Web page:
Senior Conservator of Frames and Furniture Holly McGowan-Jackson, Paintings Conservator Raymonda Rajkowski and Coordinating Conservator MaryJo Lelyveld presented at the (virtual) 19th ICOM-CC Triennial Conference hosted by Beijing. Raymonda and Holly presented their paper ‘Reflections and transflections on gilding: A preliminary investigation of coatings on gilded picture frames’ as well as a live Q&A panel session, where conference participants ask questions of authors through a moderator. MaryJo co-presented her paper with Dr Joel Taylor from the Norwegian Institute for Cultural Heritage Research on ‘What do we talk about when we talk about “future generations”?’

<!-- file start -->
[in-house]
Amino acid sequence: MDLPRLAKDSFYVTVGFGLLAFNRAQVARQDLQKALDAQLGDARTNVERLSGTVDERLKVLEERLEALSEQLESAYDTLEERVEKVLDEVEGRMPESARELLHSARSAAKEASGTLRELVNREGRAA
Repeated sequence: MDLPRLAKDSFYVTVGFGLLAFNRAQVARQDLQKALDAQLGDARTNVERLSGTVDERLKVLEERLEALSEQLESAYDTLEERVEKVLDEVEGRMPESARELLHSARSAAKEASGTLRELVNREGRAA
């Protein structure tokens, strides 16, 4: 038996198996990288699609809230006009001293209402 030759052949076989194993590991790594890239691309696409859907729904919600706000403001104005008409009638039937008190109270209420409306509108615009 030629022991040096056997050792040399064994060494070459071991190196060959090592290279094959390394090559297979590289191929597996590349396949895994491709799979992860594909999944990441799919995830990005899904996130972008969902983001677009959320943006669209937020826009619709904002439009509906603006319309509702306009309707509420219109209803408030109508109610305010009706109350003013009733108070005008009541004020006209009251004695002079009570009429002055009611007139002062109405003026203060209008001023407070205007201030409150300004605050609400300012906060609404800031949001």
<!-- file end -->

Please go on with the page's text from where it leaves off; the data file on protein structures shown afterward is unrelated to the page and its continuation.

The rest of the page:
The Conservation team held its first webinar for the Public Galleries Association of Victoria (PGAV). Focusing on conservation of paper-based works, this is part of a series of monthly ‘Material Speciality’ and ‘Advancements in Collection Care’ webinars being offered to PGAV’s 50-plus members plus affiliates throughout 2021 by the NGV Conservation department.
Interns from the University of Melbourne Cultural Materials master’s course were hosted across the Paper and Photography, Paintings and Exhibitions Conservation studios. These placements are an invaluable opportunity for skills transmission between senior professionals and emerging conservators. A few of these internships have been cut short or put on hold for now but we look forward to welcoming back their intelligent rigor and engaging company in the coming months.